Two days ago, Tripoli got hit with death yet again as a terrorist attack took place in its Jabal Mohsen neighborhood.
The politics and intricacies of the attack are many, but there is one story of heroism springing out of the horror that took place on Saturday that no one is talking about. I figured I will, because this particular story about these kinds of people are the ones that make you see that faint silver lining in all the mayhem.
Many have wondered how come a café as crowded as the one attacked in Jabal Mohsen only amounted to less than 10 casualties. That’s because the suicide bombing attack didn’t go according to the two terrorists’ plans.
Among those was a brave, courageous, heroic man called Abou Ali Issa. He was a father of seven. When the first suicide bomber detonated himself, people started gathering at the site. Abou Ali Issa who wasn’t even at the café at the time rushed to the site to see what was happening. It was then that he saw the second suicide bomber approaching the premises to detonate himself and kill much more people than the first one did. The bomber shouted “Allahou Akbar.” Abou Ali Issa rushed at him and tackled him, preventing the bomber from reaching the café, killing the people inside. The bomber then detonated himself, killing them both.
He didn’t care about the sects of those in the cafe. He didn’t care if he was saving the lives of Sunnis, Shia, Alawites or Christians. Abou Ali Issa did not care about his own life as he was faced with a choice most of us would never face: save others or save yourself. He chose the former.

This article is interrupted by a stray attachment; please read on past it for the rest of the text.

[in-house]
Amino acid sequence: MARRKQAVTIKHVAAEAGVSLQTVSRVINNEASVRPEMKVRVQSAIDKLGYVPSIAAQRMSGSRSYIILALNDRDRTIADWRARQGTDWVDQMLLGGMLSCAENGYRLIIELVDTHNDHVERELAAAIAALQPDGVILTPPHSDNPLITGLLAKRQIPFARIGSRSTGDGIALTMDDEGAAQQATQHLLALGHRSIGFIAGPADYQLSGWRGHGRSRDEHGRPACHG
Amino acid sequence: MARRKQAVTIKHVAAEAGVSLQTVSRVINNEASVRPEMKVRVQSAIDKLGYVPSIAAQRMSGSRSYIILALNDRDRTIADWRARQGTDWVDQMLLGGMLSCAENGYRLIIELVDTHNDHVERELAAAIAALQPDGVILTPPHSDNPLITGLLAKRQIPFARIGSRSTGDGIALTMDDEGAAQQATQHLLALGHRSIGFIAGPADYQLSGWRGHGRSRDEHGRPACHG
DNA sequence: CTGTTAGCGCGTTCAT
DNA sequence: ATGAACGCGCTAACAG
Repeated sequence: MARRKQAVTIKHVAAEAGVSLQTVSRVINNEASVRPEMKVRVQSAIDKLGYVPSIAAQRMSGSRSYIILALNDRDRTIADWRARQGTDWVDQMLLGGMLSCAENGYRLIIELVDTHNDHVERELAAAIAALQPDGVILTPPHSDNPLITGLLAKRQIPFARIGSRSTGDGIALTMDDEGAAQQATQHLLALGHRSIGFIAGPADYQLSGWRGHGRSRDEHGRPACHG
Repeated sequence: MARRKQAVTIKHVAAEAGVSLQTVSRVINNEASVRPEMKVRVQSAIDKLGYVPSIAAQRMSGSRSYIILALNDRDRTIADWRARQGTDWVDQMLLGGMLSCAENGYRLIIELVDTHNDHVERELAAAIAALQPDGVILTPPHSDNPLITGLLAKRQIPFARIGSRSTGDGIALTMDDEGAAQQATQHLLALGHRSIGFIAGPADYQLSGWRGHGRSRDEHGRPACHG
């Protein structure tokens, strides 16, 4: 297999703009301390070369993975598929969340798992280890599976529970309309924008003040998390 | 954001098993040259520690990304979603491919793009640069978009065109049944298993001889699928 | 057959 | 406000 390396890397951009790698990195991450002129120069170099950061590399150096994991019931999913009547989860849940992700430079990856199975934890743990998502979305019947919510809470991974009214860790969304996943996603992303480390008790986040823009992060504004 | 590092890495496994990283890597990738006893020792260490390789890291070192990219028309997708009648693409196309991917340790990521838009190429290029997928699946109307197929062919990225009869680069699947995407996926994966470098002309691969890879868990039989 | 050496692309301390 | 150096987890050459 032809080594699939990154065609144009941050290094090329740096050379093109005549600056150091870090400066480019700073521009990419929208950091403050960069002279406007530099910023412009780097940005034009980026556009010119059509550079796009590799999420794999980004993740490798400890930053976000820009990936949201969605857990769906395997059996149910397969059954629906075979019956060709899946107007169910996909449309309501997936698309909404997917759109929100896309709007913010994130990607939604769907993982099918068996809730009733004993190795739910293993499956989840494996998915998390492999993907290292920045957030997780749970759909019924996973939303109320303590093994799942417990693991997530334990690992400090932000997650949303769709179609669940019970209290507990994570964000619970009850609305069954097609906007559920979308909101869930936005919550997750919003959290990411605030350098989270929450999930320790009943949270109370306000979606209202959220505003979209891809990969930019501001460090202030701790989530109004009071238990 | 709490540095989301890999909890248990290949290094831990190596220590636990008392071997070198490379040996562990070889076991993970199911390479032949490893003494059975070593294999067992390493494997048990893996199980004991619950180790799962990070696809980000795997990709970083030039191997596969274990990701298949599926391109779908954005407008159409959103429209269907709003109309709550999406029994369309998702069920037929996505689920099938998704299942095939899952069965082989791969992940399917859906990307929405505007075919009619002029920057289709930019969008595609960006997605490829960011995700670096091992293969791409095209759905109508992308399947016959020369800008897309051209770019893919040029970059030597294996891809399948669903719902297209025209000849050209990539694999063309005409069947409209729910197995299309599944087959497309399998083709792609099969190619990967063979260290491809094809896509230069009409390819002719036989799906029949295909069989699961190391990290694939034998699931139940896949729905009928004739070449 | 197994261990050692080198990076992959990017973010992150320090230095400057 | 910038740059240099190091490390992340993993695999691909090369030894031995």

This is Ali Issa’s face. It deserves to become imprinted in our collective memory as a nation.
This man who saved hundreds of life will never become a viral sensation. His funeral was broadcast yesterday, along with that of the 7 other people that died with him, on a split-screen on Lebanese TVs, not even worthy of full screen treatment.
In a few days from now, no one will remember that there were two suicide bombers in Tripoli who targeted innocents, let alone the existence of a man who prevented those terrorists from doing so much more harm hadn’t he sacrificed his own life to save everyone else.
Today, there are hundreds of families in Tripoli and Jabal Mohsen who owe their wholeness to Abou Ali Issa. They owe him the presence of their fathers, mothers, brothers, and sisters. They owe him the sheer relief they felt when their loved ones came back home that day.
Abou Ali Issa’s family, his wife and seven children, did not get that same sense of relief and happiness. Their family will never be whole again, and justice for their father and husband will probably never come.
This is my attempt to make the memory of their father and husband that of a national hero, as it should be, as he is the kind of people who deserve to be paraded around as national symbols, as household names who should never be forgotten, because people like him are rare to come by and they should always be cherished and honored and respected.
May he rest in peace. There are fewer people deserving of such peace.